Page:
Japanese PM Kishida targeted with smoke bomb, reminiscent of Shinzo Abe’s assassination within a year
Japanese PM Kishida targeted with apparent smoke bomb in attack, reminiscent of Shinzo Abe’s assassination within a year.
(Image source – AP)
Japanese Prime Minister Fumio Kishida narrowly avoided harm when he was targeted with what appeared to be a smoke bomb during a campaign speech in Wakayama. The attack occurred as he was supporting his ruling party’s local election candidate.
This incident is reminiscent of the assassination attempt on former PM Shinzo Abe, who was shot during a campaign speech in July of the previous year by Tetsuya Yamagami using a handmade gun.
Kishida Attacked: Details of the Incident Revealed
1. Japanese Prime Minister Fumio Kishida was attacked while at Saikazaki port in Wakayama prefecture, where he was showing support for his ruling party’s candidate in a lower house by-election. During the event, an unknown assailant threw a pipe-like object at the PM, followed by an explosion that engulfed the area in smoke.
Fortunately, Kishida took cover and emerged unharmed, as reported by local public broadcaster NHK.
2. As per local media reports, Kishida was enjoying local seafood delicacies when the explosion occurred. A video captured by NHK showed Kishida’s surprised reaction as a pipe-like object was thrown at him from behind.
A man, believed to be a staffer of the fishery cooperative and identified by Asahi newspaper, quickly apprehended the suspect, grabbing him in a headlock as police moved in and brought the suspect to the ground. Soon after, an explosion and cloud of smoke could be seen near the spot where Kishida had been standing.
3. The suspect who was apprehended following the attack on Kishida has been identified as a 24-year-old man from Kawanishi city, according to Kyodo news. Visuals from the scene of the incident depicted the man on the ground, subdued by police forces and locals who had helped in restraining him.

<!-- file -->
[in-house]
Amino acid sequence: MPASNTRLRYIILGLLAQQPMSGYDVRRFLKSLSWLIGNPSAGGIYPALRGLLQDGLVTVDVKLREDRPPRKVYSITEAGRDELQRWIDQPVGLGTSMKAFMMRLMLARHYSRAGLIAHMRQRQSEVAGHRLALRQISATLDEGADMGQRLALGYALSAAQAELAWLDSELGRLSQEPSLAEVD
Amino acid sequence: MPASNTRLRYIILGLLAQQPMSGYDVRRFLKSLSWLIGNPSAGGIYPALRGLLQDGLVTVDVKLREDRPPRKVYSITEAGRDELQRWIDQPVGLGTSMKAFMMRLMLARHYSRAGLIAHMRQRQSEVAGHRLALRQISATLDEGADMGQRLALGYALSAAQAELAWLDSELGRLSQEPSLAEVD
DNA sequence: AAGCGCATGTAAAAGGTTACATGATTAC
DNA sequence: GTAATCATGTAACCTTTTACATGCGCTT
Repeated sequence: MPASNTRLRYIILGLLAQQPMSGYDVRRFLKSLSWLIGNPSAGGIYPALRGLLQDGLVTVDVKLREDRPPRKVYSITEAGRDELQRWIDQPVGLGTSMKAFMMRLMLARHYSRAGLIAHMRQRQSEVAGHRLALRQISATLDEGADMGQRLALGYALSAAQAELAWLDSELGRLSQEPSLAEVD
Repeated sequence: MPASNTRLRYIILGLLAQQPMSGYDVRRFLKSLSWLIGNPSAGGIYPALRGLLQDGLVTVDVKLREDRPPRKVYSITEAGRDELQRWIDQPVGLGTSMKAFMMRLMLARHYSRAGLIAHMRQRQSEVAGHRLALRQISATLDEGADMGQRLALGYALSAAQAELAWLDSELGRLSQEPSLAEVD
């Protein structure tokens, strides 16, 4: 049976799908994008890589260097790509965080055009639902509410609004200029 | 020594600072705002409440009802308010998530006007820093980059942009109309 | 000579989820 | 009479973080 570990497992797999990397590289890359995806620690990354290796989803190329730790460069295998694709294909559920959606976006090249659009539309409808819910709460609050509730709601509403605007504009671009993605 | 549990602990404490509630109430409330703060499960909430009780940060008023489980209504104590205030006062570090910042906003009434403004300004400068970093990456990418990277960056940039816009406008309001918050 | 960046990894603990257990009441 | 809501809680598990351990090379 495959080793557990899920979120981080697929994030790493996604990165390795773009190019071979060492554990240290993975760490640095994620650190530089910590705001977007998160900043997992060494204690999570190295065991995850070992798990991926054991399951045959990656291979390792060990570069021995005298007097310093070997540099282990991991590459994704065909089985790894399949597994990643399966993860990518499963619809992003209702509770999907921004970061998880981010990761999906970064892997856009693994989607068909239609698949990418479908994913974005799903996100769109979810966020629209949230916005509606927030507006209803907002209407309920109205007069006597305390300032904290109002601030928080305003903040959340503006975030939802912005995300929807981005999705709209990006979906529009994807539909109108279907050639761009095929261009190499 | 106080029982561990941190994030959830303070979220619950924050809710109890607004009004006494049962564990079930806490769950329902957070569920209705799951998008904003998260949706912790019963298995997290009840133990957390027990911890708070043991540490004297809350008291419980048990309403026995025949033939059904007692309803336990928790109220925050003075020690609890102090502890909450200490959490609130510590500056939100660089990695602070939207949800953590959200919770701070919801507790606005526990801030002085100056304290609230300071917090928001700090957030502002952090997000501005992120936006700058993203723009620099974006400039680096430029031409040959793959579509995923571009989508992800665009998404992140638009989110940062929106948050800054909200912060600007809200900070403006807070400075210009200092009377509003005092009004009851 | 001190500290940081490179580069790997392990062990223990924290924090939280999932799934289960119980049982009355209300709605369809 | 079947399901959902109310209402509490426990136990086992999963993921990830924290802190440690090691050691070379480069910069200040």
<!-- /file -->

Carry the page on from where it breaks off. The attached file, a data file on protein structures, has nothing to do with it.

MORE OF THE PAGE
(Image source – AP)
4. Less than a year after the assassination of former Prime Minister Shinzo Abe, Japanese Prime Minister Fumio Kishida was targeted in an attack. The investigation into Abe’s assassination revealed security loopholes, leading to the reinforcement of Japan’s police security measures.
The suspect in Abe’s assassination, Tetsuya Yamagami, was charged with murder and other crimes related to violating gun control laws. Yamagami stated that he killed Abe due to the leader’s perceived links to a religious group he despised.
Interestingly, the attack on Kishida occurred in Wakayama prefecture, which is located less than 100 kilometers away from Nara where Abe was shot, adding a concerning proximity to the two incidents.
5. In the aftermath of the attack, Kishida expressed his apologies for causing concern to many people, stating, “We are in the middle of an important election for our country. We must carry this on together,” in a video broadcast by NHK.
The incident occurred ahead of the upcoming by-elections in various regions for the lower house of Japan’s parliament, scheduled for April 23. Additionally, the attack on Kishida took place just before the Group of Seven (G7) summit, which is set to be held in Hiroshima next month.